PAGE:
ATST Executive Director’s Newsletter May 2016

SAY “YES” SO THEY PROGRESS

I hope it is not too late to welcome you all back to a new term after a considerably longer holiday. As we face another long term, please allow me to share a few words to encourage and challenge us.

Some of us may be familiar with the film called “Yes Man”, in which Jim Carrey played a man who, with amusing yet at times disastrous consequences, was challenged to say “Yes” instead of his normal, predictable “No”. Many of us will be able to identify with him in that for much of the time it is so difficult for us in the teaching world to say “Yes” – there are so many demands on our time and talents, so many duties placed on us, so many responsibilities in the classroom, on the sports fields, in cultural, school, house, form, department areas. It is certainly not amusing for us.

Consider then, if you will (do say “Yes”), what some writers have said on this subject: “Today I will transform lives through the power of ‘yes’ and ‘believe’.” [Ken Poirot]; “Cynics always say no. Saying yes leads to knowledge. So for as long as you have the strength to, say yes.” [Stephen Colbert]; “Saying yes means getting up and acting on your belief that you can create meaning and purpose in whatever life hands you.” [Susan Jeffers]. If we only say “Yes” we can transform our schools.

People often refer to “Salad days”: Shakespeare did so first in his play ‘Antony and Cleopatra’ where we read “My salad days, / When I was green in judgment, cold in blood”. Generally it tends to refer to the period when one is young and inexperienced, filled with enthusiasm, idealism, innocence, or indiscretion. A more modern use refers it to being one’s heyday. Whatever meaning it has, when I think of salad, I think of lettuce – and when I think of lettuce, I think of “Let us” which is another way of saying “Yes!” So I wish to encourage us all to be people who like lettuce, who say “Let us”! Let’s do it!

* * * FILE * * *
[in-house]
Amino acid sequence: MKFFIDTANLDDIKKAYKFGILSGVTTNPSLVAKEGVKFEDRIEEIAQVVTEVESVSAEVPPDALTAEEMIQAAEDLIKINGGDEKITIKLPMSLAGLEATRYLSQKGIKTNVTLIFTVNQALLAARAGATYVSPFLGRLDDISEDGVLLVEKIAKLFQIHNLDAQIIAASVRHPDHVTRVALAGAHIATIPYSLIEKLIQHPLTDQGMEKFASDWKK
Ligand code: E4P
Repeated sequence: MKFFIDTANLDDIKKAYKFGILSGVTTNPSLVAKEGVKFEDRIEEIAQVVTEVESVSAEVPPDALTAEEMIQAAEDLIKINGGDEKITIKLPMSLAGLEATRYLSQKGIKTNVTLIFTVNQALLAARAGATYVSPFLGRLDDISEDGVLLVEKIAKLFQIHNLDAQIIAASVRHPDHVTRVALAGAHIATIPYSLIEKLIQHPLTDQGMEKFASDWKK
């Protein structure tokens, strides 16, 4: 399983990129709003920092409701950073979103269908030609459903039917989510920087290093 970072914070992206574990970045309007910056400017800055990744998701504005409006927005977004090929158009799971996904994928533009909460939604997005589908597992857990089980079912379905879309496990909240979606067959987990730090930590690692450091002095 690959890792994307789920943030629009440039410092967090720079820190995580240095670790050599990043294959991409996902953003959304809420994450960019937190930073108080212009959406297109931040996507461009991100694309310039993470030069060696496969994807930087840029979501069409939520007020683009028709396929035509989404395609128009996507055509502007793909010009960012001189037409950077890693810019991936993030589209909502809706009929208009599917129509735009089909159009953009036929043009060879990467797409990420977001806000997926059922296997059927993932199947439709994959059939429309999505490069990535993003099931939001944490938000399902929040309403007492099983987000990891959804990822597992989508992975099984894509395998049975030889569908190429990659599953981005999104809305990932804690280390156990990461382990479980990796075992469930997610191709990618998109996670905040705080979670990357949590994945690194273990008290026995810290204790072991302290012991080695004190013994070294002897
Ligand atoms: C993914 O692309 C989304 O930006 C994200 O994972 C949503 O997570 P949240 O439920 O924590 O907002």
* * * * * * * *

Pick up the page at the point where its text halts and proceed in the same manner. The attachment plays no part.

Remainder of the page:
So, to all of us in our ATS schools, even in these difficult, traumatic, stressful times, let us go the extra mile when necessary and possible. Let us show what we can achieve when we all work together. Let us encourage each other in all that we are doing. Let us praise our pupils more and more, affirming and commending them, saying “Yes” to what they are doing (with a clenched fist punching the air, if so desired, as modern sportsmen love to do). Let us reward pupils for their effort and attitude, not simply for their aptitude. Let us show we are proud of Zimbabwe. Let us find positives in all we face. Let us say “Yes”.

In a letter to our ATS parents, I am urging them to say “No” so this might appear contradictory for me to ask our ATS teachers to say “Yes” but I humbly hope that you can see the different points I am trying to make. We as teachers and members of the school staff need, perhaps more than anyone else, to be positive and affirmative people. We need to be people who convince our youngsters that “Yes, we can”. We need to say “Yes” – not “Yes but” or “Yes if” but yes! If we are to prepare our youngsters, currently in their “salad days” with all their enthusiasm, idealism, innocence, for a future of hope we must point not to Yes-terday but simply to Yes. “Say yes and you’ll figure it out afterwards.” [Tina Fey]

Do keep checking the ATS website, www.atschisz.co.zw , where there will be further articles posted and secondly do keep in mind the ATST AGM to be held on 16 June at the ATS office which we hope your school’s representative will be able to attend. Thank you for all you are doing in our ATS schools.

I wish you great joy, fulfilment and fruitfulness as you continue to say “Yes” in your teaching career.